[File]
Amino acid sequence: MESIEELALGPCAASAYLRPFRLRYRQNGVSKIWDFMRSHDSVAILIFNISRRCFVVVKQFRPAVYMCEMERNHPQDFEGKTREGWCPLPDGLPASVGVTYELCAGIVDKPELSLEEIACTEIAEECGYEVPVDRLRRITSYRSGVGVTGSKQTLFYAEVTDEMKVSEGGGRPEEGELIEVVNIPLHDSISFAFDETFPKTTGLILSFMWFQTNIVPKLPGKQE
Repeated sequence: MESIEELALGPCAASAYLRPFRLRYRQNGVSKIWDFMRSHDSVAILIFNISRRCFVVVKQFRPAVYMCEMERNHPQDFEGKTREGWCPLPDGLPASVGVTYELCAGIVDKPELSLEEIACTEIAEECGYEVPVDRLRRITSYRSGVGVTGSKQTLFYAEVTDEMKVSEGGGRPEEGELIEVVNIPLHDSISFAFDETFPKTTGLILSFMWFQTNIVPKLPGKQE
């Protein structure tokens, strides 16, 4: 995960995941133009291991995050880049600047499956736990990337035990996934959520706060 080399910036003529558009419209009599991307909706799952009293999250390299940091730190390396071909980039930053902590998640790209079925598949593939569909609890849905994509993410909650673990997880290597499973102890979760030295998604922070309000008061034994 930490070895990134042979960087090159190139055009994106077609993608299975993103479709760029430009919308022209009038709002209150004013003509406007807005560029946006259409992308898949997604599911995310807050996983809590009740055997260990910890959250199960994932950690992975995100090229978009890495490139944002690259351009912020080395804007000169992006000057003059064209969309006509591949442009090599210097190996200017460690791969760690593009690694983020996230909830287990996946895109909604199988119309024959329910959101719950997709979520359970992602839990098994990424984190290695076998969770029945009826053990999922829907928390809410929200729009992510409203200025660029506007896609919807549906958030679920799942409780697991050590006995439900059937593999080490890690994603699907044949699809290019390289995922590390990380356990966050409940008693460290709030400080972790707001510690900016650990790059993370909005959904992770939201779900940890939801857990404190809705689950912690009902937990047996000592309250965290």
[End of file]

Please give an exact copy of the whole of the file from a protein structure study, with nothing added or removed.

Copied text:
Amino acid sequence: MESIEELALGPCAASAYLRPFRLRYRQNGVSKIWDFMRSHDSVAILIFNISRRCFVVVKQFRPAVYMCEMERNHPQDFEGKTREGWCPLPDGLPASVGVTYELCAGIVDKPELSLEEIACTEIAEECGYEVPVDRLRRITSYRSGVGVTGSKQTLFYAEVTDEMKVSEGGGRPEEGELIEVVNIPLHDSISFAFDETFPKTTGLILSFMWFQTNIVPKLPGKQE
Repeated sequence: MESIEELALGPCAASAYLRPFRLRYRQNGVSKIWDFMRSHDSVAILIFNISRRCFVVVKQFRPAVYMCEMERNHPQDFEGKTREGWCPLPDGLPASVGVTYELCAGIVDKPELSLEEIACTEIAEECGYEVPVDRLRRITSYRSGVGVTGSKQTLFYAEVTDEMKVSEGGGRPEEGELIEVVNIPLHDSISFAFDETFPKTTGLILSFMWFQTNIVPKLPGKQE
């Protein structure tokens, strides 16, 4: 995960995941133009291991995050880049600047499956736990990337035990996934959520706060 080399910036003529558009419209009599991307909706799952009293999250390299940091730190390396071909980039930053902590998640790209079925598949593939569909609890849905994509993410909650673990997880290597499973102890979760030295998604922070309000008061034994 930490070895990134042979960087090159190139055009994106077609993608299975993103479709760029430009919308022209009038709002209150004013003509406007807005560029946006259409992308898949997604599911995310807050996983809590009740055997260990910890959250199960994932950690992975995100090229978009890495490139944002690259351009912020080395804007000169992006000057003059064209969309006509591949442009090599210097190996200017460690791969760690593009690694983020996230909830287990996946895109909604199988119309024959329910959101719950997709979520359970992602839990098994990424984190290695076998969770029945009826053990999922829907928390809410929200729009992510409203200025660029506007896609919807549906958030679920799942409780697991050590006995439900059937593999080490890690994603699907044949699809290019390289995922590390990380356990966050409940008693460290709030400080972790707001510690900016650990790059993370909005959904992770939201779900940890939801857990404190809705689950912690009902937990047996000592309250965290």